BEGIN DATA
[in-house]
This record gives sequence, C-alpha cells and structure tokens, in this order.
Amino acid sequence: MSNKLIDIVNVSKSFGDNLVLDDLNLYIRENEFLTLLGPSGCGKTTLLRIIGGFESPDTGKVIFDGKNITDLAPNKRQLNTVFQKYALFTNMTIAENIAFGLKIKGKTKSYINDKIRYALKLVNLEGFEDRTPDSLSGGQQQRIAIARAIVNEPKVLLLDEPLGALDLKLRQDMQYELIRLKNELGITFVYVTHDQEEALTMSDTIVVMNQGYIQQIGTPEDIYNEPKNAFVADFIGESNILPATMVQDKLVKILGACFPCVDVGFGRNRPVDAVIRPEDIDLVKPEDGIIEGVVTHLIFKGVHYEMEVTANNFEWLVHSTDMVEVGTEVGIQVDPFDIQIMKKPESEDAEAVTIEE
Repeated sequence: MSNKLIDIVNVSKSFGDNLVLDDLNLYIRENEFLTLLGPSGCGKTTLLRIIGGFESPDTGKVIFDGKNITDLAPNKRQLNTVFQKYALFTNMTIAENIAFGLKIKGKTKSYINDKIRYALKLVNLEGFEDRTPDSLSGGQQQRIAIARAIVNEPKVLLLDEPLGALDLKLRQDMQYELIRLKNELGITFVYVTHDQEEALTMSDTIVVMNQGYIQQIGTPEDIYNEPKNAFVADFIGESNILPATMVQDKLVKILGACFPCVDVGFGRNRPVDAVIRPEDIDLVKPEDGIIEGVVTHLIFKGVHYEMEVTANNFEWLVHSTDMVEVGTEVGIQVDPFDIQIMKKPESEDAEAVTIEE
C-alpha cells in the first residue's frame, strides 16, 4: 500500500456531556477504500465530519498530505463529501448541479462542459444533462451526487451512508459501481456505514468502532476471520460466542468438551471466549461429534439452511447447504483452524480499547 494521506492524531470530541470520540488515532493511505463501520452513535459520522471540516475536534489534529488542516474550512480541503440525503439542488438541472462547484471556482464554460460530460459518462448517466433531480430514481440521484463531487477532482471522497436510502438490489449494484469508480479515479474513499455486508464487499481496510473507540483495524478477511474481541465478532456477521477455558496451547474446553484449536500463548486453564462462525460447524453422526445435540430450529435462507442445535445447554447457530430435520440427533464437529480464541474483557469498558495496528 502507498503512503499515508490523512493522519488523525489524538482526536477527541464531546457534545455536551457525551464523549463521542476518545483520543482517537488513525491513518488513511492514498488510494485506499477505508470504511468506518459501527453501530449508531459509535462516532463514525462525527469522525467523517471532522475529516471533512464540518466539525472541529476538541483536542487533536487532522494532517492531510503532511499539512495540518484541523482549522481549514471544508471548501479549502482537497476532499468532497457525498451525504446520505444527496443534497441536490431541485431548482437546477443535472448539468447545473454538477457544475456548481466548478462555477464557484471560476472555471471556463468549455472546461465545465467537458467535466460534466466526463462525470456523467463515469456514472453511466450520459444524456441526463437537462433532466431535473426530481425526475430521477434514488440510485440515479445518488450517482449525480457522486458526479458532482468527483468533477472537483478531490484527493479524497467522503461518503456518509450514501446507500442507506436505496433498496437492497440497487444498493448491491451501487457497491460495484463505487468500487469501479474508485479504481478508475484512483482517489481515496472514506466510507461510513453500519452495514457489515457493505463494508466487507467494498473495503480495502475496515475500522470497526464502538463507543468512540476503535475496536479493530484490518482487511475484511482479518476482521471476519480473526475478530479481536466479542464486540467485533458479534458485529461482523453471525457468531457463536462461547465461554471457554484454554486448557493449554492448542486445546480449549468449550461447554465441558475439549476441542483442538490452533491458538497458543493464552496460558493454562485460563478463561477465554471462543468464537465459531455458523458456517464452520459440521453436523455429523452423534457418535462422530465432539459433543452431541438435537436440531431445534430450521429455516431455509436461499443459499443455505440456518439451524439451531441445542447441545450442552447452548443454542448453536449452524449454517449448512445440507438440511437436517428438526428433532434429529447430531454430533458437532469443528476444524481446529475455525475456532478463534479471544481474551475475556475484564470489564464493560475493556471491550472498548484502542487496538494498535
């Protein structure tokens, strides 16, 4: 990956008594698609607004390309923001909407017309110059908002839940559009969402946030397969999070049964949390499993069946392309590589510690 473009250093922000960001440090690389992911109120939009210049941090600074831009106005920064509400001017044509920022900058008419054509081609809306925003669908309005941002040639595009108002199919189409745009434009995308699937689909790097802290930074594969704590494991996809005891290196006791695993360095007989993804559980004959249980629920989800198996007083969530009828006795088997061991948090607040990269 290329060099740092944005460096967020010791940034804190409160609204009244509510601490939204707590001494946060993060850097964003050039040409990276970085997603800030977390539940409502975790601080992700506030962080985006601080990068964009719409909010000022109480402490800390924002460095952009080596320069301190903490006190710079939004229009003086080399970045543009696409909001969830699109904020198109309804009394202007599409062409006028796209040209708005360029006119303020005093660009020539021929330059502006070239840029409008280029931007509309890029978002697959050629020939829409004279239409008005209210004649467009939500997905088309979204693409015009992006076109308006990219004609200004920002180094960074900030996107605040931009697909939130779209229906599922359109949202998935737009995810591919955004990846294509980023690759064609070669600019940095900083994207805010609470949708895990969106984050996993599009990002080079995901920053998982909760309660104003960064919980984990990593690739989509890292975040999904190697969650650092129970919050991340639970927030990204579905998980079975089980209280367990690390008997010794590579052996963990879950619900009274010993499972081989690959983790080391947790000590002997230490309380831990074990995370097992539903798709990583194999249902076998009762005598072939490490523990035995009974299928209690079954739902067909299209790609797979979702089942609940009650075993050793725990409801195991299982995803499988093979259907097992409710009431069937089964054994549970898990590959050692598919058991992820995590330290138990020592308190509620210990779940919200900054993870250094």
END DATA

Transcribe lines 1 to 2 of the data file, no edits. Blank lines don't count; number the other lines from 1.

[in-house]
This record gives sequence, C-alpha cells and structure tokens, in this order.